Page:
Connecting Ocean View

2019-08-06 06:00
David Johnson, Rahmaana Raheema Raza and Fadiel Davis flash their WiFi antennas at the Ocean View Secondary School Cloud Classroom.

David Johnson, Rahmaana Raheema Raza and Fadiel Davis flash their WiFi antennas at the Ocean View Secondary School Cloud Classroom.

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With almost 10 access points to the iNethi platform in Ocean View, the innovators behind the technology are winning the race to bring connectivity to the under-resourced and underprivileged community.

INethi is a network that allows residents to communicate wirelessly on the platform, for free; access study material; and buy and use data at drastically lower costs.

It is the brainchild of several organisations, including the University of Cape Town (UCT), Ocean View Secondary School, Ammbr, and Wakoma Incorporated.

“We are addressing a real big need – all the youngsters have smartphones today,” said director and founding member of the platform, Marius Waries.

“The libraries in the area have limited access to computers and WiFi. With iNethi, students can access this platform and get study material, small businesses can access it and advertise on the platform and we can live stream from it,” he explained.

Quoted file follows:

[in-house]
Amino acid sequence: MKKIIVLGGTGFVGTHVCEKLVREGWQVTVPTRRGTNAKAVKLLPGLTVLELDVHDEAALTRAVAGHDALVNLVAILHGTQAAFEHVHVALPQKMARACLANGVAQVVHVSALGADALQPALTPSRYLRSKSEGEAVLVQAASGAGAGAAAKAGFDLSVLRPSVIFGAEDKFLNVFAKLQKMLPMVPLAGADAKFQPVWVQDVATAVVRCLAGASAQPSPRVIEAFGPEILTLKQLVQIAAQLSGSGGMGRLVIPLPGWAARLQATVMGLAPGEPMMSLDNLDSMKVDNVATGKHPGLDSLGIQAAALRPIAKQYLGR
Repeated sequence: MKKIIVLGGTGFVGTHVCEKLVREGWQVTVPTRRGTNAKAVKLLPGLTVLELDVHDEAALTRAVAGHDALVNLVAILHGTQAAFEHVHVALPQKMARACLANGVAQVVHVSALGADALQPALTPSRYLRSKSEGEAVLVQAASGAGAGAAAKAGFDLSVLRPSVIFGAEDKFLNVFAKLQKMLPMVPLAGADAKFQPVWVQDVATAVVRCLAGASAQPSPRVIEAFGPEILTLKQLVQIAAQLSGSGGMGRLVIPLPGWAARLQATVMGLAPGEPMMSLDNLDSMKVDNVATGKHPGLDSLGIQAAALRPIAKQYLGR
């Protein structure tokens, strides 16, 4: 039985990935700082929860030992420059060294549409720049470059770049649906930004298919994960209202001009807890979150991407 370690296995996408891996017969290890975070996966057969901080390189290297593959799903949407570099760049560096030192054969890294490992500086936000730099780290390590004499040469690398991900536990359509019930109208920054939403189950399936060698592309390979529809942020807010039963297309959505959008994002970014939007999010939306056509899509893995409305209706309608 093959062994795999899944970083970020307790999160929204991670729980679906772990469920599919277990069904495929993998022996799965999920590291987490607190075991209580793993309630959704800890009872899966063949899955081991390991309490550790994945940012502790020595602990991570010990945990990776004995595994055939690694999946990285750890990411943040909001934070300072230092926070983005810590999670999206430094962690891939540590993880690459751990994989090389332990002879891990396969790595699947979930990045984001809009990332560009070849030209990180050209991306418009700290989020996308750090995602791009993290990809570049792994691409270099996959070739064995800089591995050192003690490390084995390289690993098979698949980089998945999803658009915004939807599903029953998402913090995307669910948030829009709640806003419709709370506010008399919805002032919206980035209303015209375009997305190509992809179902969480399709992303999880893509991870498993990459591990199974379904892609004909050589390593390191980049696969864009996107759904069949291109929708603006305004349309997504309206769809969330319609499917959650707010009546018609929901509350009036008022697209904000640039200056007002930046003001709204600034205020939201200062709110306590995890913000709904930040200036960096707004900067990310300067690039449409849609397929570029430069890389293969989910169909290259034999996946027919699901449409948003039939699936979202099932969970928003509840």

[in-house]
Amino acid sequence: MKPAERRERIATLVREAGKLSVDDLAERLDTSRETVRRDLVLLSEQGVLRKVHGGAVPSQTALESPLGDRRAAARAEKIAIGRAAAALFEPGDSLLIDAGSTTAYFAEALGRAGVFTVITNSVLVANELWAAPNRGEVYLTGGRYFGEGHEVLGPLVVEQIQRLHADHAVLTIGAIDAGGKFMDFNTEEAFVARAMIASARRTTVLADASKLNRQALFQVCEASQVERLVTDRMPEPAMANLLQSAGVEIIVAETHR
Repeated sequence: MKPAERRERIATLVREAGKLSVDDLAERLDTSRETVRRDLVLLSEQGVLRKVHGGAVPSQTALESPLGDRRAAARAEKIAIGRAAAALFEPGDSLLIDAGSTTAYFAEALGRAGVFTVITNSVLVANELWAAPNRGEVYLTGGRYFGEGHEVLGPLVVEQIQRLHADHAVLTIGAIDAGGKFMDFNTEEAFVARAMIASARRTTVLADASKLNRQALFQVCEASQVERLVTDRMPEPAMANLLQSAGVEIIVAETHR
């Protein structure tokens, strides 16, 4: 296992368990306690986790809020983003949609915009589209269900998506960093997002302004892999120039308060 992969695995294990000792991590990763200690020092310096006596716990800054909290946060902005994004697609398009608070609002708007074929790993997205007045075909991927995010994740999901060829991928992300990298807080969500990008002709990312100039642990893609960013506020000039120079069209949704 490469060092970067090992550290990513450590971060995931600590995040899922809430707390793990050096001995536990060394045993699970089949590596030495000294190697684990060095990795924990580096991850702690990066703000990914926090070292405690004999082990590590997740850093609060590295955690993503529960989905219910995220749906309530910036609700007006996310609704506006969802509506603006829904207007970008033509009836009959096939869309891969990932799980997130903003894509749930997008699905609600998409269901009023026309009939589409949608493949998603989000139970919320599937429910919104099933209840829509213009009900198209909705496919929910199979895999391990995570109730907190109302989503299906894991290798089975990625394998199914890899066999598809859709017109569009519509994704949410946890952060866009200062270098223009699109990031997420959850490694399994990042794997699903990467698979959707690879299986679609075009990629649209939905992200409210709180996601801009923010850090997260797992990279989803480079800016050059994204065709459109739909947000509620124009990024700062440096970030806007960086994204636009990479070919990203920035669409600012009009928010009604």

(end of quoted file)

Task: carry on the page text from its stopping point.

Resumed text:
The collaborators have been working on providing this service for two years, with the signal getting progressively stronger each year and more services being added to its offerings.

One of the next services to be added is one that will allow for job creation.

Waries explained: “The aim is to create our own WiFi radio station in the Ocean View area which provides opportunities for the youth. We just want to inspire the youth and get them involved in IT.”

He added that the platform was already empowering the youth who could become retailers of the network’s data, selling one gigabyte for R10.

He justified the very low rates, saying: “In this community, they can’t even buy brown bread. Where will they get the money for R60 for a gig of data?”

This project comes as a result of several interviews that were conducted with the community, which identified the need for access to online services. He said the City was looking to roll out fibre in the area in 2022, however, that would not be a feasible option for residents – but iNethi would be.

Another aim of the network is to encourage residents and school learners to change their circumstances.

“We get the children involved so that we can instil passion in them. Already we have some of these students who are here every day,” said Fadiel Davis, a member of the iNethi team based at Ocean View Secondary school.

The team is appealing to the community to donate old WiFi routers to the cause.

Waries concluded: “You can donate them to the Cloud Classroom at the school and we’ll use them to teach youth how to configure them and build a bigger spectrum of coverage.”

V Contact Marius on to arrange the drop-off of your old WiFI router.


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